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ok, here's the thing, server 2003, i have 2 ISP's, 2 routers, router 1 with address 192.168.254.1 and the other router's address is 192.168.254.
254, and one DES 1024D switch. 14 computers connect to the first router and 10 computers connect to the other router. all workstations have static ip's configured to respective gateways of the router. all i want to do is to share files without using load balancing routers/ dual wan router between these two ISP's to maximize what we are paying for the two ISPs.

is it possible to connect the two ISP's with the two routers on a switch? how will i even configure it for file sharing so that i can connect these two separate networks?

any help would be greatly appreciated. thanks

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Last Post by techsheaven
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There are many advantages to a Dual-WAN, Load Balancing, Fail-over router like this one:

http://www.tigerdirect.com/applications/searchtools/item-details.asp?EdpNo=3860663&csid=ITD&body=MAIN#detailspecs

Having said that, you can use two routers and a switch to create one private network. You have already solved one issue - assigning IP addresses. Though this is not the only solution, it works. Now you need to assign the default gateway and the alternate configuration to use the same address and other gateway. You may want to turn off DHCP on both routers since you have static IPs set. That way if you connect a new device with DHCP enable, you won't have conflicts.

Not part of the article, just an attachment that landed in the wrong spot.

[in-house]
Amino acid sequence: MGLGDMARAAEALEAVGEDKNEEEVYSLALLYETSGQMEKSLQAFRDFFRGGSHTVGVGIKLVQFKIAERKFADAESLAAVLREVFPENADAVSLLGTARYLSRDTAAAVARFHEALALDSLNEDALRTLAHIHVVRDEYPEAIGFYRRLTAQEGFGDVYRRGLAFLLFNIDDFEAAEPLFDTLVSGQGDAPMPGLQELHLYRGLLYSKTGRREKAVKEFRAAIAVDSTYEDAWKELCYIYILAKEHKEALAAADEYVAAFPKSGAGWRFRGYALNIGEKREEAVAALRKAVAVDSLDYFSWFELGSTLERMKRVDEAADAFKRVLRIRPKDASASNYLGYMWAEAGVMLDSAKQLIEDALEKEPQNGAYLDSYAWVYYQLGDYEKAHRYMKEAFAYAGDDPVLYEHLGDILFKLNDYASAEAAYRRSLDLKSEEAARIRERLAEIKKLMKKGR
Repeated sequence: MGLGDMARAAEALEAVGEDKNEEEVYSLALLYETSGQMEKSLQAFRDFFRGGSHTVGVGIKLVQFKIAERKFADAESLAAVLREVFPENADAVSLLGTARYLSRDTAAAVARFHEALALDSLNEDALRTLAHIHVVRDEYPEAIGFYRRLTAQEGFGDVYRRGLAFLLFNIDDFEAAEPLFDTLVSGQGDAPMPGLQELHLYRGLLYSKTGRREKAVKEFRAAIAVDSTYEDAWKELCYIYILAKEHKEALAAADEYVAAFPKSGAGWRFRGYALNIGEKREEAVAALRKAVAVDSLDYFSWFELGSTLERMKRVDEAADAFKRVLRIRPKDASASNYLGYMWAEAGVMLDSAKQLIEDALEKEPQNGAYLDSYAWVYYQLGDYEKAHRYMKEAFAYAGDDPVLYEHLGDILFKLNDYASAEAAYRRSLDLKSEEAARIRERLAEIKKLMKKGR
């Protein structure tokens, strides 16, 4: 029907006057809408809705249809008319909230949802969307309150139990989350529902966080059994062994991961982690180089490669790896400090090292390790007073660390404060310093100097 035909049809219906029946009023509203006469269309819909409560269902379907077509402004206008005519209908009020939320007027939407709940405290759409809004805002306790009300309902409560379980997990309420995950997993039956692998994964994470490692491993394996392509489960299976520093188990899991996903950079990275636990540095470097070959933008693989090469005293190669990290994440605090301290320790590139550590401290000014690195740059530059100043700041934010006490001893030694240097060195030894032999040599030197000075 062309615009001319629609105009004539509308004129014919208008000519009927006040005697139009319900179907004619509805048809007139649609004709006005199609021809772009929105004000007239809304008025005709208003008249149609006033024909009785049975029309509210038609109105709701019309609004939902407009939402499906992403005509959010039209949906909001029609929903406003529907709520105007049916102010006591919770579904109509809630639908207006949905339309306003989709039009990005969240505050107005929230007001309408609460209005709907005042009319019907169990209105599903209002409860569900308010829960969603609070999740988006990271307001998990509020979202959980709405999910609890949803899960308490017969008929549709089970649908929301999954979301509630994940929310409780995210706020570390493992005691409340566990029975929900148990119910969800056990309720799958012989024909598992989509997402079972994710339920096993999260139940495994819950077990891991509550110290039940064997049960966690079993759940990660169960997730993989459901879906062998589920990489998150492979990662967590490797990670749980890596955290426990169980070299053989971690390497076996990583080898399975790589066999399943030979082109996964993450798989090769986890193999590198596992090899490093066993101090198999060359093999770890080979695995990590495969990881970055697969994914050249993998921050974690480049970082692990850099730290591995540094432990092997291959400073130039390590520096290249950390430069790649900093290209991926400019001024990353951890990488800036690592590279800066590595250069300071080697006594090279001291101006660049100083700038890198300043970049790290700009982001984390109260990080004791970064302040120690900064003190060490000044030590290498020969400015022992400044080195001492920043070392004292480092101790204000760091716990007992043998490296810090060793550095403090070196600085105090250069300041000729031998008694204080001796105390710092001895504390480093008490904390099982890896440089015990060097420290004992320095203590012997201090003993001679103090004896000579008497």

DNS shouldn't be a problem, because they will usually be the same as the default gateway. If there is a problem, or you want to ease the load on the routers, you can assign a public DNS. I think Google uses 8.8.8.8 and 8.8.4.4.

The final question is weather or not the clients can communicate. This is the part I am unsure of. I have set up this configuration before and it worked fine (except I assigned addresses from a split pool via DHCP so it would act as a fail-over) but I never tested their ability to communicate. I don't see a problem with it since everything is on the same subnet.

As far as the topology goes, I would connect all the clients to the switch and each router to the same switch (if it is practical). The nice thing about the DES 1024D switch is that it is auto-sensing and has plenty of ports!

This type of thing floats my boat! I wish I had the same equipment so I could configure it, test it and give you more specific instructions. Let me know what issues you run into.

Good Luck

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A couple more thoughts... If one connection fails, the client's connections will drop and they will have to refresh their browsers.

NAT should be enabled on both routers.

Again.. Good Luck

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thank you very much techsheaven, i'll try that configuration. just one clarification though, with DHCP disabled, two routers connected to one switch, is it still possible to assign an alternate gateway to some client computers so that i can still use the two ISPs at the same time?

like you said, since DES 1024D is auto sensing, can it still communicate to other client computers with different gateway?